PsyPhy:A Psychophysics Driven Evaluation Framework for Visual Recognition
IEEE Transactions on Pattern Analysis and Machine Intelligence (T-PAMI), June 2018.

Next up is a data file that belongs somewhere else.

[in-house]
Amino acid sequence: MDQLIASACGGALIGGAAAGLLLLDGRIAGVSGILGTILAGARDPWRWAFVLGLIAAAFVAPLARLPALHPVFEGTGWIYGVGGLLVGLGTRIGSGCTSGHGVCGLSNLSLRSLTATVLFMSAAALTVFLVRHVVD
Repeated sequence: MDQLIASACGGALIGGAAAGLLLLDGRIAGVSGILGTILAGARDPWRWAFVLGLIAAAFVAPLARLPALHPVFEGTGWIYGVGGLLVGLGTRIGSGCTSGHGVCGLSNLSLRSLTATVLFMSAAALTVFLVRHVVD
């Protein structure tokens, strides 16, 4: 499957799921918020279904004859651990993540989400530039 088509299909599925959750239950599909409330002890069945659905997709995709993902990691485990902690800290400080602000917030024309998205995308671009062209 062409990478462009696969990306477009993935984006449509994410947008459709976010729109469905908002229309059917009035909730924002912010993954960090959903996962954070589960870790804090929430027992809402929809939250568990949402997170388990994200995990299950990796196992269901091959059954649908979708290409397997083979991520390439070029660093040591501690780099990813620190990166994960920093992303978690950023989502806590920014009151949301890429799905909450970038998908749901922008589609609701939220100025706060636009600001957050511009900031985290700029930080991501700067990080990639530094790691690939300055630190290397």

By providing substantial amounts of data and standardized evaluation protocols, datasets in computer vision have helped fuel advances across all areas of visual recognition. But even in light of breakthrough results on recent benchmarks, it is still fair to ask if our recognition algorithms are doing as well as we think they are. The vision sciences at large make use of a very different evaluation regime known as Visual Psychophysics to study visual perception. Psychophysics is the quantitative examination of the relationships between controlled stimuli and the behavioral responses they elicit in experimental test subjects. Instead of using summary statistics to gauge performance, psychophysics directs us to construct item-response curves made up of individual stimulus responses to find perceptual thresholds, thus allowing one to identify the exact point at which a subject can no longer reliably recognize the stimulus class. In this article, we introduce a comprehensive evaluation framework for visual recognition models that is underpinned by this methodology. Over millions of procedurally rendered 3D scenes and 2D images, we compare the performance of well-known convolutional neural networks. Our results bring into question recent claims of human-like performance, and provide a path forward for correcting newly surfaced algorithmic deficiencies.